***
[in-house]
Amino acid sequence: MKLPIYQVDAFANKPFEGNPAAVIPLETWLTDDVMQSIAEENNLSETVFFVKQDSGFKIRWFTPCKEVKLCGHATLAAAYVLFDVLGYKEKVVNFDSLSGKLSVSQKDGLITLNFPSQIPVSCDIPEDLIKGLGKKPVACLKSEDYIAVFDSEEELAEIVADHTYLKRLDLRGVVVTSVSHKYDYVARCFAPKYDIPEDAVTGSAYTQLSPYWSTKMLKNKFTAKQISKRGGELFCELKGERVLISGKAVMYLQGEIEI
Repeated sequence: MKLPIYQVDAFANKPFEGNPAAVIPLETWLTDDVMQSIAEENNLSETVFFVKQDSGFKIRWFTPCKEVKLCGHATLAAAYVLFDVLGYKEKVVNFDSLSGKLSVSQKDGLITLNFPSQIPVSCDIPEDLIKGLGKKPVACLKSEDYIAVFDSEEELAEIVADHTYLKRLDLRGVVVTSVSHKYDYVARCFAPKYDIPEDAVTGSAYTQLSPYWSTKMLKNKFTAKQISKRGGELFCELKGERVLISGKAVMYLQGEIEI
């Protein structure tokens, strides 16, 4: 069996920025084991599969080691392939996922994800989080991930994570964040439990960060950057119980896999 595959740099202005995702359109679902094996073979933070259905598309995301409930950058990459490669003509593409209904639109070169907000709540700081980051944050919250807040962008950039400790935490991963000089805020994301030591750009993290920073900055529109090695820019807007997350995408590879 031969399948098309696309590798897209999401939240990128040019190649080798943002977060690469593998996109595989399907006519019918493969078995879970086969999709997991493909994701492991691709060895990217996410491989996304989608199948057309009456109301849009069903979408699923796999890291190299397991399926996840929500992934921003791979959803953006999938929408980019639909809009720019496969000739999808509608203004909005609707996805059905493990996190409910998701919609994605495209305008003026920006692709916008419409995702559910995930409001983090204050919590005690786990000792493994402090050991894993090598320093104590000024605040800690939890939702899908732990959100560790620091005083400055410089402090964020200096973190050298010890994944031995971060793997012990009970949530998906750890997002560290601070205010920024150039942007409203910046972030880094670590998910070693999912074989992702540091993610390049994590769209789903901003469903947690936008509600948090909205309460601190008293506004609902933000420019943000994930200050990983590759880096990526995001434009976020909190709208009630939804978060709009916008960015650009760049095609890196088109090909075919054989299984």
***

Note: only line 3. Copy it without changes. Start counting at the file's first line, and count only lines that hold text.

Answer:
Repeated sequence: MKLPIYQVDAFANKPFEGNPAAVIPLETWLTDDVMQSIAEENNLSETVFFVKQDSGFKIRWFTPCKEVKLCGHATLAAAYVLFDVLGYKEKVVNFDSLSGKLSVSQKDGLITLNFPSQIPVSCDIPEDLIKGLGKKPVACLKSEDYIAVFDSEEELAEIVADHTYLKRLDLRGVVVTSVSHKYDYVARCFAPKYDIPEDAVTGSAYTQLSPYWSTKMLKNKFTAKQISKRGGELFCELKGERVLISGKAVMYLQGEIEI